The FOP Working Group has already begun its work with a view to recommending to the Committee whether to propose to the Codex Commission negotiating a new international standard for FOP interpretive nutrition labelling. The Working Group will operate in English and Spanish. If the Working Group recommends negotiating a new standard to the CCFL in November 2017, it is likely that the broader CCFL (with the approval of the over-arching governing body, the Codex Commission) will embark on a 3-5-year negotiation process advancing through a formal step process which aims to elevate the draft standard to a higher level of approval every 1.5-3 years, culminating in a new standard by approximately the summer of 2022, though initiating such negotiations does not assure consensus on a new standard or speedy adoption. Meanwhile, an expert group convened by the World Health Organization (European Region) met in Lisbon, Portugal in December 2015 to set out the evidence basis for action in this area. Its reports are expected to be published soon.

A strong Codex standard on front-of-pack nutrition labelling would promote evidence-based experimentation with bona fides national regulations mandating FOP interpretive nutrition labelling that is prominently displayed, easy to understand, and effective in helping consumer choose more nutritious foods and avoid less nutritious foods. A rigid Codex standard that obstructed efforts by national governments to mandate effective nutrition labelling could put a higher onus on governments to justify measures taken to promote public health nutrition and could put in question the capacity of the Codex process to develop forward-looking public health standards. (The World Health Organization has a constitutional mandate to implement international treaties that could, in theory, have the same legal effect, but it has only exercised this power once since its inception, culminating in the Framework Convention on Tobacco Control. In the past, Codex standards have often been negotiated as compromises among many governments long after adopting similar national regulations and generally not as purposeful means of achieving public health goals; for instance, a global Codex standard on back-of-pack nutrition labelling was finally adopted 22 years after the first national nutrition labelling standard was developed in the United States and, only then, after the European union also adopted BOP labelling rules which approximately doubled the prevalence of national standards, globally.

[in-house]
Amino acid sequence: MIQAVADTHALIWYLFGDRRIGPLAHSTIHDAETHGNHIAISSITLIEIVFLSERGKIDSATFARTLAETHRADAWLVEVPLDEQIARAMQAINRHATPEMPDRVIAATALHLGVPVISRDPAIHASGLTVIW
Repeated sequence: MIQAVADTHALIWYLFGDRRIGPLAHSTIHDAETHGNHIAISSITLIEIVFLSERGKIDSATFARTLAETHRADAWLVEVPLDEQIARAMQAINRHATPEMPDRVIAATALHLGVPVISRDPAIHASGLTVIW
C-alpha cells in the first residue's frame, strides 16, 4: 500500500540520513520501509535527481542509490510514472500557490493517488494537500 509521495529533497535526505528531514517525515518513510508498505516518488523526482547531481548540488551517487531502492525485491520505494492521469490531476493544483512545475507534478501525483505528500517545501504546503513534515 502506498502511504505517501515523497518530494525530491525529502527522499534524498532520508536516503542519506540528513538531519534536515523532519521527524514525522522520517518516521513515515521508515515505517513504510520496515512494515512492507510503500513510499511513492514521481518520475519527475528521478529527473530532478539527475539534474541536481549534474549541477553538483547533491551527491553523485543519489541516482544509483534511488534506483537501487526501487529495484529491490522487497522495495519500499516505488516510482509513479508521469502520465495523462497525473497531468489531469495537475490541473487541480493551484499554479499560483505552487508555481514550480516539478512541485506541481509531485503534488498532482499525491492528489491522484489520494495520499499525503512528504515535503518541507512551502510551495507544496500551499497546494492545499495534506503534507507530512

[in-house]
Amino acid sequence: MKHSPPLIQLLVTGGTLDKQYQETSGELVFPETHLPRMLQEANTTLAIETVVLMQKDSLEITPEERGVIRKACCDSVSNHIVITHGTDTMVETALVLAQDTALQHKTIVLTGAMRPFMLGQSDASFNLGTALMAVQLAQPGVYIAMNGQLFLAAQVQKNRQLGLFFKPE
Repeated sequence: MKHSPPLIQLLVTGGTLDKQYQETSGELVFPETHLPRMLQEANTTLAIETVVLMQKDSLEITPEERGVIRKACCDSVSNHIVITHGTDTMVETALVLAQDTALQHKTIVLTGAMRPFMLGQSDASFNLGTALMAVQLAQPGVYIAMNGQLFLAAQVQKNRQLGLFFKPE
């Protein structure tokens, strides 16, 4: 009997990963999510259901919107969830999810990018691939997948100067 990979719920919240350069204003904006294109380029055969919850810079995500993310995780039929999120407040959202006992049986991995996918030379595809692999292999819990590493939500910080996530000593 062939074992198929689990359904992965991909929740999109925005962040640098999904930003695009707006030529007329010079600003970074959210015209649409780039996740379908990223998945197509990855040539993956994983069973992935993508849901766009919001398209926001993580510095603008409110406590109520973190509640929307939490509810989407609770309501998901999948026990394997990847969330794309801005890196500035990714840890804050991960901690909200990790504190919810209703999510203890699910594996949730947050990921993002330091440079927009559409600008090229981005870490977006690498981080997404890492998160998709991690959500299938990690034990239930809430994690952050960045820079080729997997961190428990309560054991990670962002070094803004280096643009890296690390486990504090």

The Codex Alimentarius Commission is a Joint Commission of the World Health Organization and the Food and Agriculture Organization founded in 1962. While a parent organization Codex, WHO customarily refrains from taking strong advocacy positions at Codex Committee on Food Labelling meetings, preferring to let Member States and Officially Recognized Observers (health, industry, and other associations) guide standard-setting. There are no conflict of interest criteria for obtaining Recognized Observer Status. Observers and Members are generally permitted to make official written submissions, and two-minute oral interventions in each round of interventions. Written submissions filed on time are translated into the official languages of the Commission (English, French and Spanish).